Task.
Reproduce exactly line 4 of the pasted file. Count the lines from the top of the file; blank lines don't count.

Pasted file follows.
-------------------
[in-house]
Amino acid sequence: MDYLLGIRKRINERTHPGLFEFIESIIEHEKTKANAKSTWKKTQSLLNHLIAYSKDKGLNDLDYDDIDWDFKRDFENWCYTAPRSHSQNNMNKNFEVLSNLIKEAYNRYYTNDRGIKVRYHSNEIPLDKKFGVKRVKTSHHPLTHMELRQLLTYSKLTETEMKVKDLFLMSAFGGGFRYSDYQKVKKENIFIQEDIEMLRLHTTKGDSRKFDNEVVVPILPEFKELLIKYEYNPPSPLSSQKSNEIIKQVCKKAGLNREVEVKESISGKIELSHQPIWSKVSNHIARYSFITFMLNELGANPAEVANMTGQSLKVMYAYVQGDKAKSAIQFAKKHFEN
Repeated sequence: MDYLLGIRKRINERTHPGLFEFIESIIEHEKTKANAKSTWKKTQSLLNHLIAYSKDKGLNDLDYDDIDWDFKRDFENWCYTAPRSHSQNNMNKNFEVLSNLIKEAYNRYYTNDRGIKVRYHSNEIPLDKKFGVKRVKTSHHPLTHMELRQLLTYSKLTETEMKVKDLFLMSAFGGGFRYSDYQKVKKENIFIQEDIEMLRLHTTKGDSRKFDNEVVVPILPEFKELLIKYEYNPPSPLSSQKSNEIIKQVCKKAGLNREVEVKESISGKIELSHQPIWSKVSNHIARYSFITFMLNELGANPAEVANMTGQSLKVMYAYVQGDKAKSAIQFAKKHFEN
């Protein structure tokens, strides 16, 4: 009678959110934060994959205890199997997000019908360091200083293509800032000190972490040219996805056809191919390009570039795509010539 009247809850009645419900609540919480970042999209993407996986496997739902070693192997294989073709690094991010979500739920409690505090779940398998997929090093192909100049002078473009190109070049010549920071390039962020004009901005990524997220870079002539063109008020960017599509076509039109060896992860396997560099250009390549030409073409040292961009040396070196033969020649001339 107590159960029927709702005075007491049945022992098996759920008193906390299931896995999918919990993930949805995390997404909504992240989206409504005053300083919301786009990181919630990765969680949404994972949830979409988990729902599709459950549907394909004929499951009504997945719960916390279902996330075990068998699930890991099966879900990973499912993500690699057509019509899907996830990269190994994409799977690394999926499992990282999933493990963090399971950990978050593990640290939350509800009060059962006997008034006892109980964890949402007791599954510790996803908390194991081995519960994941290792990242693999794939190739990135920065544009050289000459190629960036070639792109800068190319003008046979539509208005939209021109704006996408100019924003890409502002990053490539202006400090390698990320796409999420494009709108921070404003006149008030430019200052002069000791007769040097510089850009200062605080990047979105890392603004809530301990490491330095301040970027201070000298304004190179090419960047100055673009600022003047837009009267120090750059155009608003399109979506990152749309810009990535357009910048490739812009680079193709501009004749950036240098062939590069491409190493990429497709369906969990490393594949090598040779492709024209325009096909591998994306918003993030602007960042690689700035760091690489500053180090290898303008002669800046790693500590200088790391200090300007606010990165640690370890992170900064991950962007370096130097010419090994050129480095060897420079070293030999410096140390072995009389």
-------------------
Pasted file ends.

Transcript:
């Protein structure tokens, strides 16, 4: 009678959110934060994959205890199997997000019908360091200083293509800032000190972490040219996805056809191919390009570039795509010539 009247809850009645419900609540919480970042999209993407996986496997739902070693192997294989073709690094991010979500739920409690505090779940398998997929090093192909100049002078473009190109070049010549920071390039962020004009901005990524997220870079002539063109008020960017599509076509039109060896992860396997560099250009390549030409073409040292961009040396070196033969020649001339 107590159960029927709702005075007491049945022992098996759920008193906390299931896995999918919990993930949805995390997404909504992240989206409504005053300083919301786009990181919630990765969680949404994972949830979409988990729902599709459950549907394909004929499951009504997945719960916390279902996330075990068998699930890991099966879900990973499912993500690699057509019509899907996830990269190994994409799977690394999926499992990282999933493990963090399971950990978050593990640290939350509800009060059962006997008034006892109980964890949402007791599954510790996803908390194991081995519960994941290792990242693999794939190739990135920065544009050289000459190629960036070639792109800068190319003008046979539509208005939209021109704006996408100019924003890409502002990053490539202006400090390698990320796409999420494009709108921070404003006149008030430019200052002069000791007769040097510089850009200062605080990047979105890392603004809530301990490491330095301040970027201070000298304004190179090419960047100055673009600022003047837009009267120090750059155009608003399109979506990152749309810009990535357009910048490739812009680079193709501009004749950036240098062939590069491409190493990429497709369906969990490393594949090598040779492709024209325009096909591998994306918003993030602007960042690689700035760091690489500053180090290898303008002669800046790693500590200088790391200090300007606010990165640690370890992170900064991950962007370096130097010419090994050129480095060897420079070293030999410096140390072995009389």